What are the rights of a child while in foster care in Ireland?
No matter what age, a child has the right to be protected from all forms of abuse and/or exploitation. There are various groups and agencies that are established to provide support, guidance and supervision for children who are vulnerable.
Children in State care
State care means that the Child and Family agency Tusla get involved if it decides that a young person is not being properly cared for at home. Usually the Child and Family Agency will take all of the important decisions such as the kind of care needed and where a young person should live. If a young person is placed in foster care, the foster carers will be in charge of the day-to-day decisions affecting the child’s life.
The rights of the child when taken into State care
Tusla has a duty to make sure that any decisions about a child’s care are made in the child’s best interests. Every child in care must be given access to a social worker who is employed by the Child and Family Agency. It is a social worker’s duty to draw up a care plan and put it According to the Department of Health and Children’s document ‘National Standards of Foster Care.’ the rights of a child in foster care are as follows:
- Children are provided with personal care appropriate to their age, stage of development, gender, culture, ethnicity, religion, and individual needs.
- Children are enabled to be independent, consistent with their age, stage of development and individual needs.
- Children are facilitated to have undisturbed contact with family and friends, unless there are clear reasons not to do so.
- Children’s correspondence and personal effects are respected.
- Children have age-appropriate opportunities to be alone.
- Children are encouraged and enabled to develop their abilities, aptitudes, skills and interests.
- Children are consulted and heard in all decisions about their care and their views are given due weight in accordance with their age, stage of development and individual
- Consistent with their age, stage of development and individual needs, children have access to information about services available to them and information held on their case files in order to form opinions and exercise choice. They are facilitated to correct any inaccuracies in the information held on their files and given appropriate support when accessing sensitive information.
- Children are encouraged to exercise choice across a range of daily activities such as buying clothes, saving and spending money, and hobbies.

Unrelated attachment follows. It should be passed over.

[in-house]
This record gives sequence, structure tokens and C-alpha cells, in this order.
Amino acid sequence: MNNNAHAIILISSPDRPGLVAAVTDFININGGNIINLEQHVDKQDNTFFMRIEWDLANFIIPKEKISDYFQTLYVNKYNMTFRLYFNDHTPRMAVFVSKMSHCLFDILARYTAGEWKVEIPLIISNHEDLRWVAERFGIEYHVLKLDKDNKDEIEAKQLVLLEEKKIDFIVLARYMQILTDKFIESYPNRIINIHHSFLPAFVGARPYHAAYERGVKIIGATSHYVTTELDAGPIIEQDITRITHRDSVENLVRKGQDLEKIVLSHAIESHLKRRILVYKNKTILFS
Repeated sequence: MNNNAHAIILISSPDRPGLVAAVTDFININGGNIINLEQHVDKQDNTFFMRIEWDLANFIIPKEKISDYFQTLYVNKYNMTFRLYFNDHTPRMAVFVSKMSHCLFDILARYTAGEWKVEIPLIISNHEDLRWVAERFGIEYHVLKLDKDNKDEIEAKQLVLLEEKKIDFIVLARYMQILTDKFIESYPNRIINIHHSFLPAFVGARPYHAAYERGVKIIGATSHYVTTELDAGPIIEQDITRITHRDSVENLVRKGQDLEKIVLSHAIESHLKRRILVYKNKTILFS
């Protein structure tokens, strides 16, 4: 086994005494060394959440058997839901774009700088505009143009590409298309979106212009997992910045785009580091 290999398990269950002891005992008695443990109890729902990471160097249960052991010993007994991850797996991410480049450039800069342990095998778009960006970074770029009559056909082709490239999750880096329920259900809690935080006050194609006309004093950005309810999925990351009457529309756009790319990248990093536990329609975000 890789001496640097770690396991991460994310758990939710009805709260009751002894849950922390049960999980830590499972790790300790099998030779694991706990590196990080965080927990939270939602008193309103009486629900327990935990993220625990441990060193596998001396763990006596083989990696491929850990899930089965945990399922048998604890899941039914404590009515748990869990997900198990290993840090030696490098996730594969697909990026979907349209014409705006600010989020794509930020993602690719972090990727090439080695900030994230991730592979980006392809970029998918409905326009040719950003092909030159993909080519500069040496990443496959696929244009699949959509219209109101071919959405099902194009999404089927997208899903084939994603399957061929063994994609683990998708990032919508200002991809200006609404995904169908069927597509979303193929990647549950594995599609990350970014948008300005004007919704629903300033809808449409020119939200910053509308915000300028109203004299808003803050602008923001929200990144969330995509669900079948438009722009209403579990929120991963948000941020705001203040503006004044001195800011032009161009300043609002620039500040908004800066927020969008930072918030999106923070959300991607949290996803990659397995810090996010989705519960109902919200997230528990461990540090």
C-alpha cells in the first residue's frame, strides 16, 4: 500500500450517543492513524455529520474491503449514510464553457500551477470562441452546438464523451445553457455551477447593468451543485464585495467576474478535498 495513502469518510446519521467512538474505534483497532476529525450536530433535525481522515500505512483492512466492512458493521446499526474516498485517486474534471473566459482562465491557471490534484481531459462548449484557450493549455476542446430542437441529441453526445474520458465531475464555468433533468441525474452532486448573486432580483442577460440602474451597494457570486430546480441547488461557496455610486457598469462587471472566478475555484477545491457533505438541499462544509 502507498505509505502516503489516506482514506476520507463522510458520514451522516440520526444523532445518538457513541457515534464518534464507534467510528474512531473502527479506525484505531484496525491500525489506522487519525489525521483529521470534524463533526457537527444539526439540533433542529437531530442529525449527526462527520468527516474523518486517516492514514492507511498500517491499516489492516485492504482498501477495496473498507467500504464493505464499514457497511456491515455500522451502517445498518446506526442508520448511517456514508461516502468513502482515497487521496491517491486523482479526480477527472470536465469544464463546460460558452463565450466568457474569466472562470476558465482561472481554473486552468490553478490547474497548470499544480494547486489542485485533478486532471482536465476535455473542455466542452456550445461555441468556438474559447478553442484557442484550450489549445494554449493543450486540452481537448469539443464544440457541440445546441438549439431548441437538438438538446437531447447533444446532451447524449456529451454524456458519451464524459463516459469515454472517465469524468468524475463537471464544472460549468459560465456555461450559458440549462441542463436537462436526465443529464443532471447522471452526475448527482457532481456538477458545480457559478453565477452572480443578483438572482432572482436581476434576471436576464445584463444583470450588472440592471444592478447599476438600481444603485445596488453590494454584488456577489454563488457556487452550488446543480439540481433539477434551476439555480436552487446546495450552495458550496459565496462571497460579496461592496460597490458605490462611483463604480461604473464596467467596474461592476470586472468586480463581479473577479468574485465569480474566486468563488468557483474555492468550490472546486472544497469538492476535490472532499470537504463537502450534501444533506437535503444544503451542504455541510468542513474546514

- Children are told about the complaints procedure, given a written copy of it in an age-appropriate format and assisted, where necessary, to make a complaint about their care. Their complaints are taken seriously and, in the first instance, dealt with locally and promptly.
What is a care plan?
Before a child is placed in care, a social worker must prepare a care plan which must state:
- The aims of the care plan;
- The support the Child and Family Agency will give the child, their foster carers and in some cases the parents;
- The access arrangements made between the child and their parent(s)/relative(s) or anyone else who has the right to be in contact with the child;
- The review date of the care plan.
The role of the HSE while a child is in care
The HSE’s responsibilities include:
1. deciding where a child will live and who will look after them;
2. visiting the child regularly to make sure they are being cared for properly;
3. helping the parents and carers to work together in the interests of the child;
4. helping a parent to keep in touch with their child.
The HSE has a Child Care Approvals Committee that approves all foster carers.
What is the role of a foster carer?
The main role of a foster carer is to care for a child for as long as the HSE decides. The HSE must be satisfied that the foster carer(s) are looking after the child properly and allowing the parent to be as involved as possible in their child’s life.
According to the website www.fosteringfirstireland.ie the following checks will be carried out prior to establishing a person’s rights to become a foster carer:
1. Garda clearance checks
2. Child and Family Agency address checks
3. A standard safety check on the potential foster home
4. Employment references
5. School references
6. Overseas address references
7. Financial stability checks
8. Health checks
They also state that additional training, support and specialist equipment will be provided for those caring for a child with special educational needs or a disability.
In Ireland, there are currently over 6,000 children and young people in care and almost 90% of these are living with foster carers.
There are all sorts of reasons why children need foster care. Sometimes it’s because of a family illness, relationship problems, family breakdown or a situation where their welfare is threatened.
Many of these children will have experienced neglect and physical, emotional or sexual abuse and all will have faced loss and separation from their birth family.
Fostering is caring for someone else’s child in your own home, providing family life for a child or young person, who for one reason or another cannot live with his or her own parents.
Foster care is only considered for children in situations where they are assessed to be at risk.
The State’s responsibility to safeguard and promote the welfare of children whose parents fail in their duty falls to the Child and Family Agency by virtue of the Child Care Act 1991.
The 1991 Act confers both a statutory power and duty upon the Child and Family Agency to protect children and promote their welfare.